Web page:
Nor has the recent record of whites been improving. As was noted earlier, white high school seniors in California are half as likely as Asians to qualify for the university system. That ratio is consistent with a US Department of Education review of high school grade transcripts, which found that only 13 percent of white students took a full academic curriculum, whereas 26 percent of Asians did.9 Whites also tend to avoid programs at the college level that require mathematical skills: 21 percent major in science or engineering, half the figure for Asians.
This and other evidence suggests that native-born white youths are less and less inclined than they used to be toward academic pursuits and the discipline they require. Insofar as performance on the SAT is a measure of this commitment, the scores for whites are well below what they were twenty years ago. (Some recent gains can be attributed to coaching courses, which many students now take.) Moreover, doing well requires a certain deference: you must not argue with the test; the trick is to identify the answers the testers want you to pick. Asians tend to understand this, whereas white youngsters tend to have a higher estimate of their own opinions. Particularly revealing is that white students from well-off families average only 107 points higher than those at the lowest economic level, whereas Asians ascend 217 points on the same scale. While higher income helps in raising scores, the effect is less great for those who do not apply themselves.
Two thirds of black undergraduates now attend integrated colleges. Jacqueline Fleming’s Blacks in College shows that they are far from happy there. She has conducted a sophisticated study, well conceived and carried out, containing some disturbing information. Aided by several associates, she questioned over a thousand students at eight schools in four states. On the whole, black undergraduates at predominantly white colleges felt they were “abandoned by the institution, rebuffed by fellow students, and inhibited from taking part in any but all-black organizational activities.” Most who make it to the senior year give evidence of “intellectual stagnation” and “frustrated academic drives.” Many divert that “frustration into less constructive outlets,” like attacking the school’s administration or its curriculum.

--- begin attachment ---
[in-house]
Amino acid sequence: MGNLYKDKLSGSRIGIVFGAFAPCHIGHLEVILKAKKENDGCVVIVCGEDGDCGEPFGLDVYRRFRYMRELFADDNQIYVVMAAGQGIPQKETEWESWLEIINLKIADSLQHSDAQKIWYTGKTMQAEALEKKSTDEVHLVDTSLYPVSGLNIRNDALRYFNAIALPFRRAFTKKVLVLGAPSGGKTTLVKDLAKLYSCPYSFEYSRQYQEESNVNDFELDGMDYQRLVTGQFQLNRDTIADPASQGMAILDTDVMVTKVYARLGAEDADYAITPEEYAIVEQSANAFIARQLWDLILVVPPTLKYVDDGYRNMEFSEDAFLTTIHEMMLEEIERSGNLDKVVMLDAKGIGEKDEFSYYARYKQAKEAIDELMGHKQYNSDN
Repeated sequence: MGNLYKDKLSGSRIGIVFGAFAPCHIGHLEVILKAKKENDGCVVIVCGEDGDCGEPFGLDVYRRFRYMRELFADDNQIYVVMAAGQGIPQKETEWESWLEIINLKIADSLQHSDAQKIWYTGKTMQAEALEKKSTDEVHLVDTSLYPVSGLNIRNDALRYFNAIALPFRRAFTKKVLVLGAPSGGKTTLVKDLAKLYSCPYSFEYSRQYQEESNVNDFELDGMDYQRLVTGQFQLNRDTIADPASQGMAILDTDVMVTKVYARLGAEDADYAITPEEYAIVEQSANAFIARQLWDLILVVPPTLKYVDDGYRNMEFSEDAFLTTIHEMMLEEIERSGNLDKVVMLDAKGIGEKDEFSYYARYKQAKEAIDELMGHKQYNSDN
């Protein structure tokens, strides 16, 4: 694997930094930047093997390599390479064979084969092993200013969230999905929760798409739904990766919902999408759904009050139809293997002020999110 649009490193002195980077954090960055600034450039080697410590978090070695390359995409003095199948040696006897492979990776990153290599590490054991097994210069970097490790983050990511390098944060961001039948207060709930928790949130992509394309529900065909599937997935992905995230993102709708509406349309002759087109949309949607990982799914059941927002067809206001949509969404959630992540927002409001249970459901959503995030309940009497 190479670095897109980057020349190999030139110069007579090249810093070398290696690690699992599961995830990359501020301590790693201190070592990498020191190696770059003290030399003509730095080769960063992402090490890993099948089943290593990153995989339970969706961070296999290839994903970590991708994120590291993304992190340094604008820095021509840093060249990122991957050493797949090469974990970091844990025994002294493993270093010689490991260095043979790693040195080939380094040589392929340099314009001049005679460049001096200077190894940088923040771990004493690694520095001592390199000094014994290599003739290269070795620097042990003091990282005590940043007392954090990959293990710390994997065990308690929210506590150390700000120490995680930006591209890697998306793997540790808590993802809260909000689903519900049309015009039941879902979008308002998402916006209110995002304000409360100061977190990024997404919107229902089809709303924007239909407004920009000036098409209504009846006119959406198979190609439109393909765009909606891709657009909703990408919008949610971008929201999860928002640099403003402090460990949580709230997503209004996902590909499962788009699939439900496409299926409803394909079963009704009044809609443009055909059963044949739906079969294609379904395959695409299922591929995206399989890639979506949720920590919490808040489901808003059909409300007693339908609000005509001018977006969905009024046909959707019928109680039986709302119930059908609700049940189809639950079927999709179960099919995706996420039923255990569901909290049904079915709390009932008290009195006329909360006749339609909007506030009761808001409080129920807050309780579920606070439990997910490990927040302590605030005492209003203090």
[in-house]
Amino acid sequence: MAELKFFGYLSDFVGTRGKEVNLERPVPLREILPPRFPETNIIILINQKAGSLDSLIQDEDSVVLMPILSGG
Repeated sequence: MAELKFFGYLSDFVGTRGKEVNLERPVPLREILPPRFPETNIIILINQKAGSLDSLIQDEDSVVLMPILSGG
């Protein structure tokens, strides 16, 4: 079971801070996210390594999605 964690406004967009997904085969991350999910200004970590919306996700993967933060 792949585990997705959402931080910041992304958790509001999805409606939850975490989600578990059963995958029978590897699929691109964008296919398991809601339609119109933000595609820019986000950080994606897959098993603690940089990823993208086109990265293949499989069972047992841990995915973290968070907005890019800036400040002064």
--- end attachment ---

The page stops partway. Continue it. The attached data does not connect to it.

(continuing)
Many black students feel a sense of isolation. At the University of Georgia, they comprise less than 5 percent of the student body, even though blacks make up 27 percent of the population of the state. Feeling engulfed on a white campus, they tend to stick together. They feel unsure of themselves, Fleming writes, and “identity problems frequently surface that tie up intellectual energies.” For many, it is their first time in a dominantly white setting, and this is compounded by the fact that surrounding communities are often virtually all white. While outright racist acts are not everyday affairs, students of college age are not notable for tact. Nor can they count on professors to make the kinds of overtures that would be genuinely helpful.10
Fleming also studied students at seven predominantly black colleges, including Morehouse in Atlanta and Wilberforce in Ohio. There she found a more encouraging situation. By every measure, “black students in black schools show more academic progress than their counterparts in white colleges.” Fleming makes no great intellectual claims for the black schools. At Morehouse, known as a selective school, only 12 percent of the students have verbal SAT scores of over 500. At Georgia’s Albany State, only 2 percent rank that high. But the strength of black colleges rests on their “unique experience in providing higher education to students from inadequate secondary schools.” Thus they take their applicants as they find them, and help them move up from there. In an all-black setting, undergraduates have a less limited social life, and a wider range of out-of-class activities. On the other hand, Fleming found that too many of the women students settle for the attitudes of a sorority belle.